Thyroid Imbalance: What to expect ? How to feel better ?

Thyroid gland is generally responsible for your body’s metabolic processes. Specifically, your thyroid releases two primary hormones — (T3) and thyroxine (T4) — that control metabolism. When working properly, the T3 and T4 hormones travel through your bloodstream and help cells get energy from the food you eat. Thyroid hormones are also responsible for helping to regulate your body temperature and blood calcium levels, helping with growth and development and, during infancy, brain development.
Who is Most Impacted by Thyroid Imbalance?

Women are much more likely to have thyroid problems than men, and may have up to a one in five chance of developing thyroid problems during their lifetime. The risk increases with age and family history, as well as:

  • Having an autoimmune disease or a close relative with one
  • Radiation exposure
  • Thyroid surgery
  • Going through menopause
  • Recently having a baby

Hypothyroidism: ( Underactive thyroid)

The Most Common Thyroid Condition Hypothyroidism accounts for the majority of cases of thyroid imbalance — up to 80 percent according to some estimates. This condition occurs when your body produces too little thyroid hormone, leading to issues such as:

  • Fatigue and general sluggishness
  • Unexplained weight gain
  • Dry skin
  • Increased sensitivity to cold
  • Constipation
  • Pain, stiffness or swelling in joints
  • Achy muscles and muscle weakness
  • Heavy menstrual periods
  • Moodiness
  • Elevated blood cholesterol level
  • Puffy face
  • Brittle hair and nails

A blood test that measures your levels of thyroid-stimulating hormone (TSH) is typically used to diagnose hypothyroidism.

Hyperthyroidism: (An Overactive Thyroid )

With hyperthyroidism, your body produces too much thyroid hormone, leading to issues such as:

  • If left untreated, hypothyroidism can lead to obesity, joint pain, infertility, goiter (thyroid enlargement) and heart issues.
  • Weight loss
  • Nervousness, anxiety and irritability
  • Increased perspiration
  • Racing heart
  • Hand tremors
  • Difficulty sleeping
  • Increased bowel movements
  • Fine, brittle hair
  • Muscle weakness, especially in the upper arms or thighs

Nutrition for Thyroid: What Should You Eat for healthy Thyroid?

Along with all the other factors, Diet plays one of the major roles in the health of your thyroid. Certain nutrients affect thyroid’s functionality and it is essential to include them in your diet. 

Iodine: Your thyroid contains the only cells in your body that absorb iodine, which it uses to make the T3 and T4 hormones. Without sufficient iodine, your thyroid cannot produce adequate hormones to help your body function optimally.

Selenium: This mineral is critical for the proper functioning of your thyroid gland, and is used to produce and regulate the T3 hormone. Selenium can be found in foods such as shrimp, tuna, cod, calf’s liver, button and shitake mushrooms and Brazil nuts.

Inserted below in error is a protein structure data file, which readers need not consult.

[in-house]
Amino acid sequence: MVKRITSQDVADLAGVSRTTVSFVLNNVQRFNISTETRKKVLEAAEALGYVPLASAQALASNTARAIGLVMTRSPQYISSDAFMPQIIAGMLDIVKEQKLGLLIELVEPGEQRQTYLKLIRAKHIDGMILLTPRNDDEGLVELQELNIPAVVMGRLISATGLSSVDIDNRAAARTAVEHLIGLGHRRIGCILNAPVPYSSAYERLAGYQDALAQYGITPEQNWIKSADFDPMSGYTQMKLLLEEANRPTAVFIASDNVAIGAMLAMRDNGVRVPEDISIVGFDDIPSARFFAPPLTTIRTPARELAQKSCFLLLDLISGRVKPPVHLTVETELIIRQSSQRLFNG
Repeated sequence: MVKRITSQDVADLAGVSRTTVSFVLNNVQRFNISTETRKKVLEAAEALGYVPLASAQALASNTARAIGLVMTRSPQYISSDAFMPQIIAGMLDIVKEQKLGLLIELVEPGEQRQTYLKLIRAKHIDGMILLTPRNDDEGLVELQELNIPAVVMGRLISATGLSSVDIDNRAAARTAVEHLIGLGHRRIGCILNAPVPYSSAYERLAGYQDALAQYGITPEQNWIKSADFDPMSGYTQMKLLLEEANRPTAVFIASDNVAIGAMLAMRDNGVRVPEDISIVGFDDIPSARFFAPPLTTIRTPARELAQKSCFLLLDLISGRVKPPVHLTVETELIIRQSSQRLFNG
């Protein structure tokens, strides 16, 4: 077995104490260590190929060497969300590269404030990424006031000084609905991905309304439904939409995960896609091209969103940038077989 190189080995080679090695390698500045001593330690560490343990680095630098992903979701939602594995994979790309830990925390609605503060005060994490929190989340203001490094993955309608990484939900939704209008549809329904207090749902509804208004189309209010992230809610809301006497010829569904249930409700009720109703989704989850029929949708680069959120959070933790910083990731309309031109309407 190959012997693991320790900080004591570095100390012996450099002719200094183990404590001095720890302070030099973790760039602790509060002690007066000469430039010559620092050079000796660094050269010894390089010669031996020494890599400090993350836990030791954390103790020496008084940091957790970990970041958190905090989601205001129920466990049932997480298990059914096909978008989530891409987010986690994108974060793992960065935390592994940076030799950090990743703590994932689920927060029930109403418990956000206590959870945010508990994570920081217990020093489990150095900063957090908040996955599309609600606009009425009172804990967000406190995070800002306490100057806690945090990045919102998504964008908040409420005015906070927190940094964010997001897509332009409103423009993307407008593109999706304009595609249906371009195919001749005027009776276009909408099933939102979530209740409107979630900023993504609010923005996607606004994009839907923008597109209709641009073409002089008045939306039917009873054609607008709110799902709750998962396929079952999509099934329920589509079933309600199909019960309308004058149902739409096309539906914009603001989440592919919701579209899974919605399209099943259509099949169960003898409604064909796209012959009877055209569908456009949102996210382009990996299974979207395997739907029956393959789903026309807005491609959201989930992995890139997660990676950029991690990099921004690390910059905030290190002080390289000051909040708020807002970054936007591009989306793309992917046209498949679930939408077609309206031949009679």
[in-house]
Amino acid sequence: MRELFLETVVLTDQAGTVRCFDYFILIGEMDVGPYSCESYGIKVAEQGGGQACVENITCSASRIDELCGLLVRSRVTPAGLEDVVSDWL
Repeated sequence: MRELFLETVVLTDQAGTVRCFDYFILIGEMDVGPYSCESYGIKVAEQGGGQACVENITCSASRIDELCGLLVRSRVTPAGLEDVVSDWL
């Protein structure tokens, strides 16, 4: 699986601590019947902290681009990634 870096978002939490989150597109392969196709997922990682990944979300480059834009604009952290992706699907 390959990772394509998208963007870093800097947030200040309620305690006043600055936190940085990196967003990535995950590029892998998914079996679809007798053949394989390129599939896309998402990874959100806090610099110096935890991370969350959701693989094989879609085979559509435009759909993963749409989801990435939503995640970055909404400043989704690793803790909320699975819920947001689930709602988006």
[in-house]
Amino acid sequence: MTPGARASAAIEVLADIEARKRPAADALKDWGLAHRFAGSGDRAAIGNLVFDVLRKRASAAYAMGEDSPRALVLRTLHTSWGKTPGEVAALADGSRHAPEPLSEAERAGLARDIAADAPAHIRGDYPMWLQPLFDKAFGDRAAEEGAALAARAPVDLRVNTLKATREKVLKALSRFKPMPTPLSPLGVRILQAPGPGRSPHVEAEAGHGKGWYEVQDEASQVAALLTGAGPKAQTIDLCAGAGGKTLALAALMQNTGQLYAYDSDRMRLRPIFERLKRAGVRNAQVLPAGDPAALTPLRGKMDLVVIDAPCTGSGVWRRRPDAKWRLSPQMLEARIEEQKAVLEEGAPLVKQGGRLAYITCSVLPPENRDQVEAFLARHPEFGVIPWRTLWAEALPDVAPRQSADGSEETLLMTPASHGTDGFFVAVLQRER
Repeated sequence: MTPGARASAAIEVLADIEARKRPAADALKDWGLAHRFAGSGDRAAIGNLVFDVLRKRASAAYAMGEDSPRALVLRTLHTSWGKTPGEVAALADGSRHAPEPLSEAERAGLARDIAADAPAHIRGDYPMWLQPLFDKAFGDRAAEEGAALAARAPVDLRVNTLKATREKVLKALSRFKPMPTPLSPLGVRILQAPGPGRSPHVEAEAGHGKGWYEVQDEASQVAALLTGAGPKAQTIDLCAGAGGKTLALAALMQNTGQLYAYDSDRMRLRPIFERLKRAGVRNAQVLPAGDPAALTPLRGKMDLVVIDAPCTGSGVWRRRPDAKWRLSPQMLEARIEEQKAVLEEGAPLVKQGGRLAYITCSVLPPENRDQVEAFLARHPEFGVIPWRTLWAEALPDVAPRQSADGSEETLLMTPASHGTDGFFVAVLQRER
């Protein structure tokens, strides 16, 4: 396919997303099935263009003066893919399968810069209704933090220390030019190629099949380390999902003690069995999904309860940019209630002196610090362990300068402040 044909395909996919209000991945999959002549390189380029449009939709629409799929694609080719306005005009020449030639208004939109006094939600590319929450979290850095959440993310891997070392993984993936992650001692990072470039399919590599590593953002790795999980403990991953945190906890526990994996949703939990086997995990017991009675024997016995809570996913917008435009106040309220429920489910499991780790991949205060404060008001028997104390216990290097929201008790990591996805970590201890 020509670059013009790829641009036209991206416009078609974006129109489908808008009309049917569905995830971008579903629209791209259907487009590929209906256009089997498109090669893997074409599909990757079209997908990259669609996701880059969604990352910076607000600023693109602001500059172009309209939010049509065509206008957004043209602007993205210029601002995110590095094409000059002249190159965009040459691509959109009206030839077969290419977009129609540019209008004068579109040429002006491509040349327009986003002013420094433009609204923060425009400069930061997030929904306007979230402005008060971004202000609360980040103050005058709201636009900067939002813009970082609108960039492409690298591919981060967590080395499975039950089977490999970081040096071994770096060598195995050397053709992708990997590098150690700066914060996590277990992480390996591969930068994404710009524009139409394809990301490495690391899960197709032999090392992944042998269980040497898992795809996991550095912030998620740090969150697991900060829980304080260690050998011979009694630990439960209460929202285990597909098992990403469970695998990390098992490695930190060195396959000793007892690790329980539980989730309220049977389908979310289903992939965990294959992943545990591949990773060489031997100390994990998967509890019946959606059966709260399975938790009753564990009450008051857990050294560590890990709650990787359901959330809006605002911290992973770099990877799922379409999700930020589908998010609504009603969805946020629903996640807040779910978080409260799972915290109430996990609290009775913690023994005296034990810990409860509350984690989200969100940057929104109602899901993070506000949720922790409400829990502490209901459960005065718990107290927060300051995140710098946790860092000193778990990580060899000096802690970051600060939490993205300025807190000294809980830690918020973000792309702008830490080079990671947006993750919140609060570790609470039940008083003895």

Zinc, Iron and Copper: Such metals are needed in trace quantities for thyroid to function normally. Low levels of zinc have been linked to low levels of TSH. Foods such as calf’s liver, spinach, Mushrooms, turnip greens can help provide these trace metals in your diet.

Omega-3 Fats: These essential fats, which are found in fish or fish oil, play an important role in thyroid function, and many help your cells become sensitive to thyroid hormone.

Coconut Oil: Coconut oil is made up of mostly medium-chain fatty acids, which may help to increase metabolism and promote weight loss, along with providing other thyroid benefits. This is especially beneficial for those with hypothyroidism.

Antioxidants and B Vitamins: The antioxidant vitamins A, C and E can help your body neutralize oxidative stress that may damage the thyroid. In addition, B vitamins help to manufacture thyroid .

What should be avoided for Thyroid Health?

There are certain foods that should be avoided to protect your thyroid function. These include:

Aspartame: There is concern that the artificial sweetener aspartame, sold under the brand name Nutrasweet, may trigger Graves’ disease and other autoimmune disorders in some people.

Non-fermented Soy: Soy is high in isoflavones, which are goitrogens, or foods that interfere with the function of your thyroid gland. Soy, including soybean oil, soy milk, soy burgers, tofu and other processed soy foods, may lead to decreased thyroid function.

Fermented soy products are safe to eat, as the fermentation process reduces the goitrogenic activity of the isoflavones.

Gluten: A potential goitrogen, gluten can also trigger autoimmune responses (including Hashimoto’s thyroiditis) in people who are sensitive. Gluten is found in wheat, rye and barley, along with most processed foods.

You may have heard, vegetables like broccoli, cauliflower, cabbage and Brussels sprouts are goitrogens as well. While it’s true that large amounts could interfere with thyroid function, especially if eaten raw. If you know you have thyroid imbalance and want to be careful, steaming these vegetables will negate the goitrogenic effect, making them a healthy addition to your diet.


While the above article guides you to eating healthier, there is no substitute for customized professional advice given by a qualified nutritionist. We urge you to speak to your personal dietitian or if you need help, contact a nutritionist at Qua Nutrition.

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